Is your fabrication shop dependent on obsolete machinery?

Is your fabrication shop dependent on obsolete machinery

Many fabrication shops operate very well with machinery that is not new. It’s not uncommon to find various types of equipment that could be 20-30-plus years old and functioning very well for the company.

However, when an unplanned machine breakdown occurs managers may find themselves discovering that their machinery, or parts thereof, could actually be obsolete. It’s not until calling around for a replacement part or attempting to upgrade that problems are encountered.

Obsolete machinery may be costing you more

Other than the obvious repair challenges, utilizing obsolete equipment can cause quality issues, slower processing speeds, and actual breakdowns or failure, which can result in severe downtime and the unforeseen associated costs for your fabrication shop.

Common out-of-date fabrication machine problems

  • in most cases older equipment will simply not perform to the same standards as newer equipment
  • worn parts, looser tolerances result in poorer quality; more rework necessary downstream
  • older machines are always more prone to breakdown and often those same breakdowns are more serious in nature

When a breakdown occurs

When facing a breakdown or failure on your production line, a manager’s first response is often to contact the original equipment supplier.  Unfortunately, they may not be able to provide solutions to your crisis.

You may be faced with issues such as:

  • parts required are out of production or OEM lead times are too long
  • the price of spare parts from the OEM has increased dramatically
  • replacing some parts may result in expensive retrofits
  • your current provider is quoting longer lead times and delivery is often unreliable

Fixing repairs could be tricky

Well-maintained, regularly serviced and upgraded equipment - even machinery that has a couple of decades of use under its belt - usually results in good production quality.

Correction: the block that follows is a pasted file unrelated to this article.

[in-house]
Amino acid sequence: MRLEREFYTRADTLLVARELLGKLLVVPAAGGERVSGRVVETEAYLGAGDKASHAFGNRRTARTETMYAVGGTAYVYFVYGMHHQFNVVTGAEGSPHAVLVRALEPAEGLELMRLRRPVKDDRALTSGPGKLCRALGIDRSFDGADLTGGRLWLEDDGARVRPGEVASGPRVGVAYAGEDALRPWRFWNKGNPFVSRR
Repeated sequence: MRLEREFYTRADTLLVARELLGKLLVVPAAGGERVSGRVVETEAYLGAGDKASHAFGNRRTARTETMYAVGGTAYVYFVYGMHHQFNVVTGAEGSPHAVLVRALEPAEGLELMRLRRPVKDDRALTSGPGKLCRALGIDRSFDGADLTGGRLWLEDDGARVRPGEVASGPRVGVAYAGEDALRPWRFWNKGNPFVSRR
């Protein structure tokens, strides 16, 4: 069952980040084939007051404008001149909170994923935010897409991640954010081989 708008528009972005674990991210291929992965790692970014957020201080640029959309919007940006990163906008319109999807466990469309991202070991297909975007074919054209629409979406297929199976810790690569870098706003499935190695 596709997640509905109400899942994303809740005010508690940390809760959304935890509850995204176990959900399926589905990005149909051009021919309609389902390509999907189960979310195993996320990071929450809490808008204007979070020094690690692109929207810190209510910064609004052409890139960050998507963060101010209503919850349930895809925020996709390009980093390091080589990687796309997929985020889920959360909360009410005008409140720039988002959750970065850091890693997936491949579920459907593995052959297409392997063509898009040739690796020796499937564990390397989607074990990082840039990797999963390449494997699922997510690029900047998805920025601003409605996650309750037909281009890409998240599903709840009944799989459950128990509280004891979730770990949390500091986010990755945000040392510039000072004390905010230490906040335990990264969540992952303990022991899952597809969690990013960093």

Still, there can be circumstances where there’s a problem on your line, and it’s only then that you will find out if your equipment can be easily serviced or replacement part can be found and installed.

Why fabrication shops don’t want to change their equipment

Although there are many obvious benefits of upgrading/replacing parts and, where necessary, buying new or previously owned fabrication machinery, many fabrication shops are hesitant to do so.

Common reasons:

  • perceived high costs of upgrading equipment, machines, parts etc.
  • unwanted downtime for replacement or upgrade of equipment
  • perceived extended learning curve/length of time required for staff to get familiar with upgraded or new equipment
  • complacent/content with current equipment, pace of shop, productivity level
  • again, the “if it ain’t broke, don’t fix it” mentality

When to invest in new or upgraded fabrication equipment?

Generally, a good rule to keep in mind is: when you can no longer get the parts you need, or the service expertise for a piece of equipment, it has become a liability to your business. In other cases the costs of replacement parts may be prohibitive if your machine is quite a bit older. As the equipment’s market-value dwindles, the justification to repair the machine becomes impossible.

Bottom line benefits

Upgrading or replacing equipment in your fabrication shop may not incur such significant costs as may be expected.

Increase productivity in your shop by upgrading machinery, replacing parts or key components, or replacing entire machines with new or previously owned equipment. This will result in a good ROI over the long term and can help your company’s bottom line.


how to plan fabrication machine purchase


About Author
Eric St. James

Eric St. James is a President and part owner of Paramount for over 20 years. Strong business development professional with a Graduate focused in Mechanical Engineering Tech. from Dawson College.


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